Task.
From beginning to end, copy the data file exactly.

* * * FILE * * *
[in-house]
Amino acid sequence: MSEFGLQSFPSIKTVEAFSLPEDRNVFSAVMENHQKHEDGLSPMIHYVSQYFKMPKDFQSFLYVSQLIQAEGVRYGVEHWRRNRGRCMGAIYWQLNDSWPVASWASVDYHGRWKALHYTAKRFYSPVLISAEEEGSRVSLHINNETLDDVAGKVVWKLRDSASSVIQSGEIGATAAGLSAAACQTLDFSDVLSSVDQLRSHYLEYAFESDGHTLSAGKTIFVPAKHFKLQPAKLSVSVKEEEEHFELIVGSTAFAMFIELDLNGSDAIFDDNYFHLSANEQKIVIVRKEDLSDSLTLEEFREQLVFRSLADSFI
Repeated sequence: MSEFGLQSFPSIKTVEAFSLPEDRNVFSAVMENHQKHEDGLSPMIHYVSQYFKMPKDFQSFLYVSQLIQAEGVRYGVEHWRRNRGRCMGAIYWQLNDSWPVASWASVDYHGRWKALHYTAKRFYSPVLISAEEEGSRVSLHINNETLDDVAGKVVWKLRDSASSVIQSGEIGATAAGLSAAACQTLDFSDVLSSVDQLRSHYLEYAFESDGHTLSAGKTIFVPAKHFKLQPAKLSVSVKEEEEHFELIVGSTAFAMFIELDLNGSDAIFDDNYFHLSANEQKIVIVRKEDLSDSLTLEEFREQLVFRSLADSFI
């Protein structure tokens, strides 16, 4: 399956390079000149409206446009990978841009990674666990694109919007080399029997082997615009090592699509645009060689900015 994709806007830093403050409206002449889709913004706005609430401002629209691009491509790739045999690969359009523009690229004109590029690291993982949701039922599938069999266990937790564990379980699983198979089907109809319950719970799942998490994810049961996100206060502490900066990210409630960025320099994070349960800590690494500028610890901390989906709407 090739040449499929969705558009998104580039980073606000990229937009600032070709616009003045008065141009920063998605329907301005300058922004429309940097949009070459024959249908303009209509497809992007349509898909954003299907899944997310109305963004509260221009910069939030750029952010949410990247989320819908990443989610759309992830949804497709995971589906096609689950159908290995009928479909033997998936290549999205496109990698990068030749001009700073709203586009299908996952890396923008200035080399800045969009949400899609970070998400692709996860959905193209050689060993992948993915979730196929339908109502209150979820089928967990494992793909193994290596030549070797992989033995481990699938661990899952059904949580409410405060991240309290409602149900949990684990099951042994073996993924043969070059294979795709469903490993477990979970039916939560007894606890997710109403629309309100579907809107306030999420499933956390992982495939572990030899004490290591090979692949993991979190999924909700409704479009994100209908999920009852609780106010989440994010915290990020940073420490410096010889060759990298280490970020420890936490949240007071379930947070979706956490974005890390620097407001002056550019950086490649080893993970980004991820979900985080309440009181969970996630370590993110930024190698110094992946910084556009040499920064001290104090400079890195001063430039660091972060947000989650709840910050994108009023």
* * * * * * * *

[in-house]
Amino acid sequence: MSEFGLQSFPSIKTVEAFSLPEDRNVFSAVMENHQKHEDGLSPMIHYVSQYFKMPKDFQSFLYVSQLIQAEGVRYGVEHWRRNRGRCMGAIYWQLNDSWPVASWASVDYHGRWKALHYTAKRFYSPVLISAEEEGSRVSLHINNETLDDVAGKVVWKLRDSASSVIQSGEIGATAAGLSAAACQTLDFSDVLSSVDQLRSHYLEYAFESDGHTLSAGKTIFVPAKHFKLQPAKLSVSVKEEEEHFELIVGSTAFAMFIELDLNGSDAIFDDNYFHLSANEQKIVIVRKEDLSDSLTLEEFREQLVFRSLADSFI
Repeated sequence: MSEFGLQSFPSIKTVEAFSLPEDRNVFSAVMENHQKHEDGLSPMIHYVSQYFKMPKDFQSFLYVSQLIQAEGVRYGVEHWRRNRGRCMGAIYWQLNDSWPVASWASVDYHGRWKALHYTAKRFYSPVLISAEEEGSRVSLHINNETLDDVAGKVVWKLRDSASSVIQSGEIGATAAGLSAAACQTLDFSDVLSSVDQLRSHYLEYAFESDGHTLSAGKTIFVPAKHFKLQPAKLSVSVKEEEEHFELIVGSTAFAMFIELDLNGSDAIFDDNYFHLSANEQKIVIVRKEDLSDSLTLEEFREQLVFRSLADSFI
């Protein structure tokens, strides 16, 4: 399956390079000149409206446009990978841009990674666990694109919007080399029997082997615009090592699509645009060689900015 994709806007830093403050409206002449889709913004706005609430401002629209691009491509790739045999690969359009523009690229004109590029690291993982949701039922599938069999266990937790564990379980699983198979089907109809319950719970799942998490994810049961996100206060502490900066990210409630960025320099994070349960800590690494500028610890901390989906709407 090739040449499929969705558009998104580039980073606000990229937009600032070709616009003045008065141009920063998605329907301005300058922004429309940097949009070459024959249908303009209509497809992007349509898909954003299907899944997310109305963004509260221009910069939030750029952010949410990247989320819908990443989610759309992830949804497709995971589906096609689950159908290995009928479909033997998936290549999205496109990698990068030749001009700073709203586009299908996952890396923008200035080399800045969009949400899609970070998400692709996860959905193209050689060993992948993915979730196929339908109502209150979820089928967990494992793909193994290596030549070797992989033995481990699938661990899952059904949580409410405060991240309290409602149900949990684990099951042994073996993924043969070059294979795709469903490993477990979970039916939560007894606890997710109403629309309100579907809107306030999420499933956390992982495939572990030899004490290591090979692949993991979190999924909700409704479009994100209908999920009852609780106010989440994010915290990020940073420490410096010889060759990298280490970020420890936490949240007071379930947070979706956490974005890390620097407001002056550019950086490649080893993970980004991820979900985080309440009181969970996630370590993110930024190698110094992946910084556009040499920064001290104090400079890195001063430039660091972060947000989650709840910050994108009023």